CENTRAL Victorian wineries are looking forward to an fresh income source as they welcome their first cellar door visitors in months.
Wineries are among those granted permission to re-open hospitality facilities under eased restrictions implemented on Monday.
Many see the upcoming Queens Birthday long weekend as an chance for visitors to enjoy their offerings.
It comes as a relief after the pandemic restrictions cut off many wine growers' income sources.
Heathcote Wine Growers Association president Ian Hopkins said it was a real positive for the group's members to open cellar doors, as closures had shut down many sales avenues.
It comes ahead of the long weekend, traditionally a "massive" one for tourism in the region with the Heathcote Show.
Mr Hopkins said wine growers were embracing the re-opening.
"It's positive news and wine growers are by nature positive individuals, as are most farmers," he said.
"They have to deal with a lot of trials and tribulations ... They've worked through the challenges of this isolation and the shutdown of markets."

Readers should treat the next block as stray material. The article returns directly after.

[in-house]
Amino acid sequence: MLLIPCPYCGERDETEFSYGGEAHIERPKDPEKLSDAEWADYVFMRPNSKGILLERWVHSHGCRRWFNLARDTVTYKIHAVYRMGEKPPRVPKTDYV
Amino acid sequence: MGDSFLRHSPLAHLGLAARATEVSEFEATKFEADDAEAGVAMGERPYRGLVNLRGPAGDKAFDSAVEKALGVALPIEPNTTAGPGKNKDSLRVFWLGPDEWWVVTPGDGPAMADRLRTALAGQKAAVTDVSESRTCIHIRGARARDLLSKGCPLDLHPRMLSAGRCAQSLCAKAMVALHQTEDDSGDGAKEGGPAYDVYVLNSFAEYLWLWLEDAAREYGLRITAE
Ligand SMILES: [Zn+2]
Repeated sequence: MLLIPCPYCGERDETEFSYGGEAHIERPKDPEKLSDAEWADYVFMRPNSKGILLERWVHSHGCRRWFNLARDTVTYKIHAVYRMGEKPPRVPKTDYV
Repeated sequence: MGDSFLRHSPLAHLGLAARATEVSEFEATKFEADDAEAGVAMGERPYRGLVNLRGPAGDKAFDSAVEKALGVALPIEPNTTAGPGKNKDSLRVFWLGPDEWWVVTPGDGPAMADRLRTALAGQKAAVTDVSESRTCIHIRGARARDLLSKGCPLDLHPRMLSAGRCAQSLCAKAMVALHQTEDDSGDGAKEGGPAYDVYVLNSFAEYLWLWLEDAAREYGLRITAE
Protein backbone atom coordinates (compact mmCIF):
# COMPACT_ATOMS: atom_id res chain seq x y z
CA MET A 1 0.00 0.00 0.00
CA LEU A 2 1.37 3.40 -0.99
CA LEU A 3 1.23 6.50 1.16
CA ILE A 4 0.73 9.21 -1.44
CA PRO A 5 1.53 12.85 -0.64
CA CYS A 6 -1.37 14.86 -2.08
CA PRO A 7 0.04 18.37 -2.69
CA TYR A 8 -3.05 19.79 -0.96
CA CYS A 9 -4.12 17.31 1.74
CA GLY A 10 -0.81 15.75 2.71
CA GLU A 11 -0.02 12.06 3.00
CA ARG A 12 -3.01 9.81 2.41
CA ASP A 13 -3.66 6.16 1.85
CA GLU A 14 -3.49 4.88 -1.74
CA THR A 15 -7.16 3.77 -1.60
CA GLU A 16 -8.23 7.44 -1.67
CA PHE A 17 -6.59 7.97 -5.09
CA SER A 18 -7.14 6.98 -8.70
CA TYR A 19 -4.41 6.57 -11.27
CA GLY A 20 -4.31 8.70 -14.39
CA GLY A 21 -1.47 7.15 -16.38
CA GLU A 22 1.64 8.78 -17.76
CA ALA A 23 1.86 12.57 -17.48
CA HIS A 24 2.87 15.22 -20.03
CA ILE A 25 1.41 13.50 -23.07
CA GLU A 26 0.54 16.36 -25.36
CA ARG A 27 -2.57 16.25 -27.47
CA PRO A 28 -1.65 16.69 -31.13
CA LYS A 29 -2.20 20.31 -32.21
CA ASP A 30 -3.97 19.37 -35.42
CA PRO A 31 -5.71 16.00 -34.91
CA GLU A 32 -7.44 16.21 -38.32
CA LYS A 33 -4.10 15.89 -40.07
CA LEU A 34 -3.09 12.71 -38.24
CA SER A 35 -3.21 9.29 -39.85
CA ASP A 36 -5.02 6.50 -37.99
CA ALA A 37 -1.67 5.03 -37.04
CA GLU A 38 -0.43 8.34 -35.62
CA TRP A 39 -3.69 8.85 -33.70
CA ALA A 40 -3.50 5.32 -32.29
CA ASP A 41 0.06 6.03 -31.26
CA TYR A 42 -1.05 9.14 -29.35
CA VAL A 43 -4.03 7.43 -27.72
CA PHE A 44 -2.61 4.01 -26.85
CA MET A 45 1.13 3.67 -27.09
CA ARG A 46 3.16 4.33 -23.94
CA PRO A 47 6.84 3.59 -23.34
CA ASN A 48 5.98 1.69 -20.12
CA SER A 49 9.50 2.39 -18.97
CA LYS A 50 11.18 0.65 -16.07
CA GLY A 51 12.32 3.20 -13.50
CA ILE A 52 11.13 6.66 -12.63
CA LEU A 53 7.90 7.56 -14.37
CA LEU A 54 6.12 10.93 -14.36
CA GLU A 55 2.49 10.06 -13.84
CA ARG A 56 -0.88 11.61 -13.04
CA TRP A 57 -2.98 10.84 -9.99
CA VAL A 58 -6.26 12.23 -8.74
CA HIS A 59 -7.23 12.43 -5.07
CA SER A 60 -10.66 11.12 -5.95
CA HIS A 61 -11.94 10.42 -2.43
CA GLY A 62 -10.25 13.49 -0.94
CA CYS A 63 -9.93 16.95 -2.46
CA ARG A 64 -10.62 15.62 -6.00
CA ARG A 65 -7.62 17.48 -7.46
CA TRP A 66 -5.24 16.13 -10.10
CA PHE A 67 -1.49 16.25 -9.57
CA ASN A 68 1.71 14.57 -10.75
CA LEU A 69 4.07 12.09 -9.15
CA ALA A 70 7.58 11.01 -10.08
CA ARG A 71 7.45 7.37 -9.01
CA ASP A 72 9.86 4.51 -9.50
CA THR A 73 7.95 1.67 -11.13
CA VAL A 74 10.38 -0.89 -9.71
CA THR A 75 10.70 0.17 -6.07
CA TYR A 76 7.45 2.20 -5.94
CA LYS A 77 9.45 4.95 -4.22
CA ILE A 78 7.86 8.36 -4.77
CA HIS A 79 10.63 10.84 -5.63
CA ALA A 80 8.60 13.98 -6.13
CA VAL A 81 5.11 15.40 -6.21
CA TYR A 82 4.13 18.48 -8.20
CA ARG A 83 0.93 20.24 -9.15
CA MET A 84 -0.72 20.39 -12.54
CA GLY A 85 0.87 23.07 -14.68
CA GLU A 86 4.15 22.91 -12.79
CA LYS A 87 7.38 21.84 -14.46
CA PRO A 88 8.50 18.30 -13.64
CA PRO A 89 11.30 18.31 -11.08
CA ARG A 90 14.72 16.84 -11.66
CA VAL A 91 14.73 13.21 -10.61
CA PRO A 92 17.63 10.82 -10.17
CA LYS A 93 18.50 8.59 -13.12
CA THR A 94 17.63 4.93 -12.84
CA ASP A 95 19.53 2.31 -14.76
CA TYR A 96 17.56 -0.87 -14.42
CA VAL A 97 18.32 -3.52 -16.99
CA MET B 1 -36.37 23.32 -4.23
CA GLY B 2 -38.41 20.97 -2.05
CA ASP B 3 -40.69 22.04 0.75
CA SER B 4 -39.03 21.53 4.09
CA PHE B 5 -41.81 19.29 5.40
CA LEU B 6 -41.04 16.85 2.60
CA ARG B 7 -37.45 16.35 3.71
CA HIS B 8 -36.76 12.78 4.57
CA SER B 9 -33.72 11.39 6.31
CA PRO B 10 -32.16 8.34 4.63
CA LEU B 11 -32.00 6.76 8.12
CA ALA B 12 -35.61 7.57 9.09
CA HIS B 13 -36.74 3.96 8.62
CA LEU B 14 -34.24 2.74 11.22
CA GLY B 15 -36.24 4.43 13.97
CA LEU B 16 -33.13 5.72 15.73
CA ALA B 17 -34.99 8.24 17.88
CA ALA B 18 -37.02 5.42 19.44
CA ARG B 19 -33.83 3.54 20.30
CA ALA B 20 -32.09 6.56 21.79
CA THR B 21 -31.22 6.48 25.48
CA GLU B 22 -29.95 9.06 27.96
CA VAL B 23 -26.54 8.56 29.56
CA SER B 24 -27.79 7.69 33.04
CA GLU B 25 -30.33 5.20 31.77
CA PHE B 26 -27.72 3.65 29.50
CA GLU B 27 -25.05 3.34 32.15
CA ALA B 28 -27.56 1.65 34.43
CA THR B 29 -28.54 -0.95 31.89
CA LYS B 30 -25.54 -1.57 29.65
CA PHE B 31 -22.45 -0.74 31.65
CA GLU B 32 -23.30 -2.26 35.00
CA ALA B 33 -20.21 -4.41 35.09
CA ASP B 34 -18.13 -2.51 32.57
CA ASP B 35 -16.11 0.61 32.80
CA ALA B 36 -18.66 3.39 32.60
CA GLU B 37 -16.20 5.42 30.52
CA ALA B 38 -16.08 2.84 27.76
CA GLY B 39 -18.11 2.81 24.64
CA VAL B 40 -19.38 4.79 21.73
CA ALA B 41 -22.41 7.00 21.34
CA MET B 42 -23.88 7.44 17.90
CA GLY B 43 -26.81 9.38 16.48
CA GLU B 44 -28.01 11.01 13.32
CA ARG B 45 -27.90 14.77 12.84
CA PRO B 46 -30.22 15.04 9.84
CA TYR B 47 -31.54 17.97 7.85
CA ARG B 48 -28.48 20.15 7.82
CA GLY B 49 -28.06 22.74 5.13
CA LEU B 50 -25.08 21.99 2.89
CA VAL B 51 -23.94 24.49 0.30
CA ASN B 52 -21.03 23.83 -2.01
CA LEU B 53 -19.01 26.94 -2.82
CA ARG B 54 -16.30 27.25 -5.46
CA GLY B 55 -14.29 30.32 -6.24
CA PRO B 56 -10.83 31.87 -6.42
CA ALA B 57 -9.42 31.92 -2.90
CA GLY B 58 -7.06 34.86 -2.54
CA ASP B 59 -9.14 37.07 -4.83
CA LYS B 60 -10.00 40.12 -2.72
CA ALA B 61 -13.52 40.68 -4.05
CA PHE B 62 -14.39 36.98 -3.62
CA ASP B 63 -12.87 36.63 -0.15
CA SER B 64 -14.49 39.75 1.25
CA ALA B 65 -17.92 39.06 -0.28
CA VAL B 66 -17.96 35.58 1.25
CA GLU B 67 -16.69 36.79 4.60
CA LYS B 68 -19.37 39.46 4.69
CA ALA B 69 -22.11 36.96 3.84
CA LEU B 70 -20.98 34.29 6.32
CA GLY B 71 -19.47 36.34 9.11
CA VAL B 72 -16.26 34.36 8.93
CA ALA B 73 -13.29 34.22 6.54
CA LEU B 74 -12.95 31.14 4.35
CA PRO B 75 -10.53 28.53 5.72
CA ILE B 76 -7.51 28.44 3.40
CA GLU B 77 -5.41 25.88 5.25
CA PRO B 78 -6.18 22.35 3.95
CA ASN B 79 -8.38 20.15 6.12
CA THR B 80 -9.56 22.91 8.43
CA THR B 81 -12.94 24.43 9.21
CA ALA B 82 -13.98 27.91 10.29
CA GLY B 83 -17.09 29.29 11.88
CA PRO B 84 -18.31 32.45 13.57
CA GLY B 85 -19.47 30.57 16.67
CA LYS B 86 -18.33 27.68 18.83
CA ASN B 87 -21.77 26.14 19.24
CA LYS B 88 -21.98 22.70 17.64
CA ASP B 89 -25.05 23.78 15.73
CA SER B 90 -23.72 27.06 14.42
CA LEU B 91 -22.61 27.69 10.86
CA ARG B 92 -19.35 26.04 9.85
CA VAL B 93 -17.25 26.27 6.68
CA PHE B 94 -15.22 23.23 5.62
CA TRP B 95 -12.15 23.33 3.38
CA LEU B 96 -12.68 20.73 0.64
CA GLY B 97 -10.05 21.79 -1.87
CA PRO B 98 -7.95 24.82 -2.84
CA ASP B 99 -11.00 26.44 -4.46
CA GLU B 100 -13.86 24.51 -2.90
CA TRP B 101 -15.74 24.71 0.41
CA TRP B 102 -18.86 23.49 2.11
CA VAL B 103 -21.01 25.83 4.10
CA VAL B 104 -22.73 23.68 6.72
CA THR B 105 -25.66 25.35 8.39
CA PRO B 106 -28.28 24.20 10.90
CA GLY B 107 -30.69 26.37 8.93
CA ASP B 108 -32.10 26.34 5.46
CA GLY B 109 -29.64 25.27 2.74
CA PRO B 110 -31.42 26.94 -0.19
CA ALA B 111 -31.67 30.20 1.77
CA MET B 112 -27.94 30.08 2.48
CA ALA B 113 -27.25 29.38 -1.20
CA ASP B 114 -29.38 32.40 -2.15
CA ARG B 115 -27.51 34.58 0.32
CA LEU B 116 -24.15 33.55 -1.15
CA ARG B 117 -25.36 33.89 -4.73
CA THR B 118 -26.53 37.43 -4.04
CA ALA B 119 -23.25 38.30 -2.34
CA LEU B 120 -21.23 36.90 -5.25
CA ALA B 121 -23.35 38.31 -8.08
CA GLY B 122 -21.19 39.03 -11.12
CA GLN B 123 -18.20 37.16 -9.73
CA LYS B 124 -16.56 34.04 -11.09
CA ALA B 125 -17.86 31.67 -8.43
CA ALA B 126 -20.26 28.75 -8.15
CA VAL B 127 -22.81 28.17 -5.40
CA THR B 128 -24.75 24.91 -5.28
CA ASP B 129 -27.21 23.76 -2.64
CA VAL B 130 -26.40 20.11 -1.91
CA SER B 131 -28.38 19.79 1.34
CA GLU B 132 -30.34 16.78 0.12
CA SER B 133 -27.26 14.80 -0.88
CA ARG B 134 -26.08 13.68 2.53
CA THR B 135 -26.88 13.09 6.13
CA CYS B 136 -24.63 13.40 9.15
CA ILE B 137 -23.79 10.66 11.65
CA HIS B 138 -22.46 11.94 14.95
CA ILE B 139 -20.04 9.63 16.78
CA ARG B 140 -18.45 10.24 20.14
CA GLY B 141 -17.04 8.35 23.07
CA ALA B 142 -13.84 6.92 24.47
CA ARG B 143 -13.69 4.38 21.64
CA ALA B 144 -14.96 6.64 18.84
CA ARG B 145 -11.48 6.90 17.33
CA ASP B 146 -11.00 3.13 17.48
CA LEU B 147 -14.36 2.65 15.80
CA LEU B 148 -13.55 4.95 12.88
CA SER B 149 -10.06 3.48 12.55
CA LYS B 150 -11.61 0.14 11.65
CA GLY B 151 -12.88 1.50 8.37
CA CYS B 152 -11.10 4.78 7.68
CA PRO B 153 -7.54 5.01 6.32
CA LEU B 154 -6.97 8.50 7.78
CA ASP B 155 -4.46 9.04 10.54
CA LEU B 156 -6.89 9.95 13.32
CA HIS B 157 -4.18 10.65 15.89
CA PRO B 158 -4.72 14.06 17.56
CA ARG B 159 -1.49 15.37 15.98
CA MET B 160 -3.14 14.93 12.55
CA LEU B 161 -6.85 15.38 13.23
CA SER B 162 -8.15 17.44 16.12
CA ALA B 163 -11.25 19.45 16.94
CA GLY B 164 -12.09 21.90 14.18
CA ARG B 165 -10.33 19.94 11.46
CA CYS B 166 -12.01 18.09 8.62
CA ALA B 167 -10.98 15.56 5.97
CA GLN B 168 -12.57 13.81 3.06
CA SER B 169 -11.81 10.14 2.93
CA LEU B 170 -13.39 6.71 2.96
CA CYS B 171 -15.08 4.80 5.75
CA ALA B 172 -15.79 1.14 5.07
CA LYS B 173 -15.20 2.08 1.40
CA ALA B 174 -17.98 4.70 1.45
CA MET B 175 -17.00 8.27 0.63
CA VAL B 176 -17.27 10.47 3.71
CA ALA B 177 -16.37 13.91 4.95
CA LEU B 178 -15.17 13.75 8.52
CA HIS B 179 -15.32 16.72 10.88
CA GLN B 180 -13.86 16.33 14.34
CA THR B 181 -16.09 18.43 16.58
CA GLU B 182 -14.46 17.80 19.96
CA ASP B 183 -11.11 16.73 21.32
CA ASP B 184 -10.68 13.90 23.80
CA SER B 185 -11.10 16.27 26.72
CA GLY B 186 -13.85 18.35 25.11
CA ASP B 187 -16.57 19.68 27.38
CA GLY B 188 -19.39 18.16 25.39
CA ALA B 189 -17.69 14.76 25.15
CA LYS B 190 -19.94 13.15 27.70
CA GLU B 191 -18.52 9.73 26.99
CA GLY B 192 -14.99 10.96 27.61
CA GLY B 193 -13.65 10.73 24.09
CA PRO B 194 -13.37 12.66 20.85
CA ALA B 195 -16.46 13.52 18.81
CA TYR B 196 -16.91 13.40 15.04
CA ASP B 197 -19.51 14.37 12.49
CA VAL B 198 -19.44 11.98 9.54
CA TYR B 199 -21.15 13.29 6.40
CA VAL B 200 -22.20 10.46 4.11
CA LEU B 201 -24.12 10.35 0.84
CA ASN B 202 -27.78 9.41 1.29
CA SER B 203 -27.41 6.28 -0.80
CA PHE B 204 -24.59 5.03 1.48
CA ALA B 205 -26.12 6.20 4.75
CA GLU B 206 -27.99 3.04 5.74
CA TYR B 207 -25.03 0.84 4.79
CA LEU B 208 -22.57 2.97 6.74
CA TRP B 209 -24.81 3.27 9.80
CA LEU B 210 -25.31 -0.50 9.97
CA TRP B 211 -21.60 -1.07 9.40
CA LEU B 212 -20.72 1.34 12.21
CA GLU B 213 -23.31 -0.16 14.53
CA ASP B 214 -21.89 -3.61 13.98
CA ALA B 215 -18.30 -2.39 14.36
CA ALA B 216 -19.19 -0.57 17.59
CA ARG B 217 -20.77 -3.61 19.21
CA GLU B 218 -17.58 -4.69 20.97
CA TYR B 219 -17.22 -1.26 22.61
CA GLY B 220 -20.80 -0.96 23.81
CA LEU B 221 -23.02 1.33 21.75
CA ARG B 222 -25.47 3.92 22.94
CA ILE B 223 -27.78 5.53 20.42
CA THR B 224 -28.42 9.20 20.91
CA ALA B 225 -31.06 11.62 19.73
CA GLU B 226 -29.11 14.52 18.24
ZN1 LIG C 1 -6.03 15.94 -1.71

For Mr Hopkins himself the change means welcoming his first visitors to a newly extended cellar door operation at Tellurian winery.
"We were of course hoping to open it with a bigger bang, but it's very nice to be able to open it still this restricted fashion," Mr Hopkins said.
"We'll have the opportunity to put it through its paces in the first instance."
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Many Bendigo wineries also planned to re-open aspects of their business.
Byronsvale Vineyard and Accommodation owner Denise Langford said the lifted restrictions would help the business to survive, after months without cash flow.
Ms Langford's business will re-open its restored stone stable accommodation this weekend, where it offers tastings.
She also plans to open a pop-up cellar door style wine bar near the property's front gate in the next few weeks.
Ms Langford said business had ground to a halt after COVID-19 restrictions shut down trading. She said they had to let staff go, minimise expenses and sit tight.
During the shutdown the business has kept making wine, and restoring its 50 year old vineyard.
Ms Langford said the extra venue would allow the winery to sell its produce to a broader market.
"We're really looking forward to getting back to what we do best, which is welcoming people so they can enjoy this little slice of paradise," she said.
Wineries have recommended prospective cellar door customers call ahead to check whether venues are open.
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